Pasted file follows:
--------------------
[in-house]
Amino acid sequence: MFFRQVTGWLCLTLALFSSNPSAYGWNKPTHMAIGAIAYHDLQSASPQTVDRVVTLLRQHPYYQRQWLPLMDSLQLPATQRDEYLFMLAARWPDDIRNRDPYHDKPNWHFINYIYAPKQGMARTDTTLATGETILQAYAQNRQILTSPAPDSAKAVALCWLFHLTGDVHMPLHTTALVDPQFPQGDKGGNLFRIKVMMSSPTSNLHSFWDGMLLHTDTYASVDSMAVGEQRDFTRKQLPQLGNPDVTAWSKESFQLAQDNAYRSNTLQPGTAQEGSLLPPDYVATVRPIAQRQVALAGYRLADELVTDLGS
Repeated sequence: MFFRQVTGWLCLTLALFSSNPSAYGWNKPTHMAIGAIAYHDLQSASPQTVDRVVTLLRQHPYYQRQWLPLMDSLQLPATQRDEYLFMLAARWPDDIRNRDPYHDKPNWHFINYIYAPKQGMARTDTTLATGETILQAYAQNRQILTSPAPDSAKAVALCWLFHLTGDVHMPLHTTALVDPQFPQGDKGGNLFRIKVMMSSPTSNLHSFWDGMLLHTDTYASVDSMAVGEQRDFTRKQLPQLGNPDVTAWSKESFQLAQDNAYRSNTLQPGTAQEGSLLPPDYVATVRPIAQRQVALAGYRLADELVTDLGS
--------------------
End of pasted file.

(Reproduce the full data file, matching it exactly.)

[in-house]
Amino acid sequence: MFFRQVTGWLCLTLALFSSNPSAYGWNKPTHMAIGAIAYHDLQSASPQTVDRVVTLLRQHPYYQRQWLPLMDSLQLPATQRDEYLFMLAARWPDDIRNRDPYHDKPNWHFINYIYAPKQGMARTDTTLATGETILQAYAQNRQILTSPAPDSAKAVALCWLFHLTGDVHMPLHTTALVDPQFPQGDKGGNLFRIKVMMSSPTSNLHSFWDGMLLHTDTYASVDSMAVGEQRDFTRKQLPQLGNPDVTAWSKESFQLAQDNAYRSNTLQPGTAQEGSLLPPDYVATVRPIAQRQVALAGYRLADELVTDLGS
Repeated sequence: MFFRQVTGWLCLTLALFSSNPSAYGWNKPTHMAIGAIAYHDLQSASPQTVDRVVTLLRQHPYYQRQWLPLMDSLQLPATQRDEYLFMLAARWPDDIRNRDPYHDKPNWHFINYIYAPKQGMARTDTTLATGETILQAYAQNRQILTSPAPDSAKAVALCWLFHLTGDVHMPLHTTALVDPQFPQGDKGGNLFRIKVMMSSPTSNLHSFWDGMLLHTDTYASVDSMAVGEQRDFTRKQLPQLGNPDVTAWSKESFQLAQDNAYRSNTLQPGTAQEGSLLPPDYVATVRPIAQRQVALAGYRLADELVTDLGS